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Cure fescue's summer blues with a little work

Posted Tuesday, August 23, 2005 - 5:09 pm


By Durant Ashmore
GUEST COLUMNIST
durantashmore@aol.com



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Your fescue lawn looks worse now than it has all year. You have brown circular patches of dead grass and you have a light green grassy looking weed starting to proliferate. Such is the life of fescue in August.

Don't despair; all is not lost. The perfect time for fescue rejuvenation is a month away. For now, you can only muddle through and make minor attempts to slow down the damage.

If you have brown circular patches, don't water more to keep the grass alive. Water is a major contributor to what killed your grass in the first place. What killed your grass is brown patch fungus. Brown patch fungus loves August. It loves hot weather. It loves water. Hot weather and water create humidity. Humidity is manna to brown patch fungus.

There are effective fungicides that control brown patch fungus. For years I have used Bayleton and it has been very effective. Other products out there are effective as well. I am getting set in my ways in my old age and when I find something that works, I seldom change.

To eliminate brown patch fungus, use Bayleton at the rate of six pounds per 1,000 square feet of lawn area. To control brown patch fungus next year, use three pounds per 1,000 square feet in April and again in June.

The grassy weed you have in your lawn at this time of year is crabgrass. This is an annual weed that germinates from seed every summer. If you have an acre lot, you can consider yourself fortunate to be the proud owner of about a million crabgrass seeds.

If you want to kill your crabgrass now, you should use a product containing MSMA. If the crabgrass doesn't bother you too much you can just wait until the first frost kills it around Oct. 30.

To prevent crabgrass seeds from germinating next year you should use preemergent herbicides in March and June. If you fertilize your lawn next March with a product referred to as Weed and Feed you will be using a product that includes both fertilizer and preemergent herbicide.

The good news about fescue lawns is that September is the prime time to bring your lawn back into its glory. Every year you should plan to aerate, fertilize, lime and reseed your lawn. Aeration is really no big deal. You can rent an aerator from a rental store, or you can hire it out. It is fairly inexpensive.

Seed and fertilizer should be applied at the rate of three pounds per 1,000 square feet for a decently established yard. Some fertilizer rates may vary; read the package. The amount of lime necessary can only be determined by a soil test. The Clemson Extension Agency at Greenville County Square can perform this test for you for a slight fee.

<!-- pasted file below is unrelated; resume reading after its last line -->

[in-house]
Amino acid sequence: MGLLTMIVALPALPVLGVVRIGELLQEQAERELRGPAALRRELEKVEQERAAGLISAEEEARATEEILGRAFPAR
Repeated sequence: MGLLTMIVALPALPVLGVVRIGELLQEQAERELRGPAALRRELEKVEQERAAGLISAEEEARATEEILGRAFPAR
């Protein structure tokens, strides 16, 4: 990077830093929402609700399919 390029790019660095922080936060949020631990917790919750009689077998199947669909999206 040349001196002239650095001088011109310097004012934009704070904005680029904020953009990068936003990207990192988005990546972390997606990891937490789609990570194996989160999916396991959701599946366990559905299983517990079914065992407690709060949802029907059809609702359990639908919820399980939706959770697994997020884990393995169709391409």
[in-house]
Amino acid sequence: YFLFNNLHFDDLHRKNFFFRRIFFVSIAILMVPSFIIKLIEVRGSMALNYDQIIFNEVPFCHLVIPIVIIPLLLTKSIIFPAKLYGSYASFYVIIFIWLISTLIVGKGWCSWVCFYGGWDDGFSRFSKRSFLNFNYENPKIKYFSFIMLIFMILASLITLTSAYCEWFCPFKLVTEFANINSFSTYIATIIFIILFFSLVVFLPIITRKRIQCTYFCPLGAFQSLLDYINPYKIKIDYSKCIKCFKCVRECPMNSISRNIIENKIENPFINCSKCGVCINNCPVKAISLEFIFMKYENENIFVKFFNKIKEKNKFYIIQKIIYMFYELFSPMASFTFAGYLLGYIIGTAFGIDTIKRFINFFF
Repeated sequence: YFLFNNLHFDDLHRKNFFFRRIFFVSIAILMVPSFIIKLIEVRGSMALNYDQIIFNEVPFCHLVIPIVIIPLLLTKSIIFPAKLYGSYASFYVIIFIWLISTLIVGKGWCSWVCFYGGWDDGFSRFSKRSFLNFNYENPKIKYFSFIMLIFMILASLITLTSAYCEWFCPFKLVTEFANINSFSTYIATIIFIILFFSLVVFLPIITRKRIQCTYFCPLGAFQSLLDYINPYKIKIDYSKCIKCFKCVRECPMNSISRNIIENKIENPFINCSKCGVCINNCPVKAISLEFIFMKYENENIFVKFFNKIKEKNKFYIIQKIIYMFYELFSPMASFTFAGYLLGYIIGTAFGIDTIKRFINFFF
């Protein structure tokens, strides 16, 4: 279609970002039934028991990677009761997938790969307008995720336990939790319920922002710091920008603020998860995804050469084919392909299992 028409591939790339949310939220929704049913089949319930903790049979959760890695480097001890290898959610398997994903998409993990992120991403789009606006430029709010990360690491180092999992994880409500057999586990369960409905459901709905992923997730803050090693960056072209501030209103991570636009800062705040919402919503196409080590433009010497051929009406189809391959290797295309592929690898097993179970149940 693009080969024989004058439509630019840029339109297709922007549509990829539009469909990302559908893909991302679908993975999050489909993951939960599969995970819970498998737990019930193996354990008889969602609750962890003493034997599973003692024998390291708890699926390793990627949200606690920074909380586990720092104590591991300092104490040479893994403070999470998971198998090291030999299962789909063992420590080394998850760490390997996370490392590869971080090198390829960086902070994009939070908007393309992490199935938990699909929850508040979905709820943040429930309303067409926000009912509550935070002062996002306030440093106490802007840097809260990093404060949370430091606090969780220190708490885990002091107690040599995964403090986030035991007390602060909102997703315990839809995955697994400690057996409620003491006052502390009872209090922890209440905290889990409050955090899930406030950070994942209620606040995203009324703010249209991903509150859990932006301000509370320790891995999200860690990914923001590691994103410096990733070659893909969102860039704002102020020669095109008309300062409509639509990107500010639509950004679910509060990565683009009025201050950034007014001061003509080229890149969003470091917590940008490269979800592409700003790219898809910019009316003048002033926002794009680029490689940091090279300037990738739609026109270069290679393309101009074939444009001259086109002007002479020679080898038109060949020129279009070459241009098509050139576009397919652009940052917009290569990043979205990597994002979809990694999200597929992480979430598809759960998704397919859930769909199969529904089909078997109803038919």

If you do this work in September, by November your yard will be the pride of the neighborhood. You can enjoy your yard all winter long. Next spring apply Weed and Feed and Bayleton. Use Bayleton and preemergents again the first of June. This is the recipe for successful fescue establishment.

Oh yeah, water. Water is a key ingredient for fescue. Water is also a key ingredient for brown patch fungus, so you have to be careful. It is important that you only water your lawn in the early morning. This is the time when the dew is on the ground anyway. Let the afternoon sun dry the lawn out and reduce conditions for fungus development. Apply 1 inch of water per week in the morning to your lawn and your fescue will be able to tolerate the summer conditions. Be content that your lawn will look gorgeous during next fall, winter and spring.

You folks with warm season lawns shouldn't gloat about the problems fescue owners are now experiencing. You Bermuda people are up to your ears pulling and spraying Bermuda grass out of your flower beds. You zoysia people are just now getting over the shock of paying about a $1,000 to buy a fancy self-propelled reel mower that is a must if you have an emerald zoysia lawn. You centipede people have the coming winter kill threat to deal with, and all of you will be envious this winter as you gaze across your dormant, brown lawns at your neighbor's nice green fescue. It's enough to make you want to do away with lawns altogether, isn't it?

Please file this column under the heading "Food for Thought."

Editor's note: Columnist Durant Ashmore, MLA, of Fountain Inn, is certified by the South Carolina Nursery Association. He can be reached at 243-3446 or durantashmore@aol.com.

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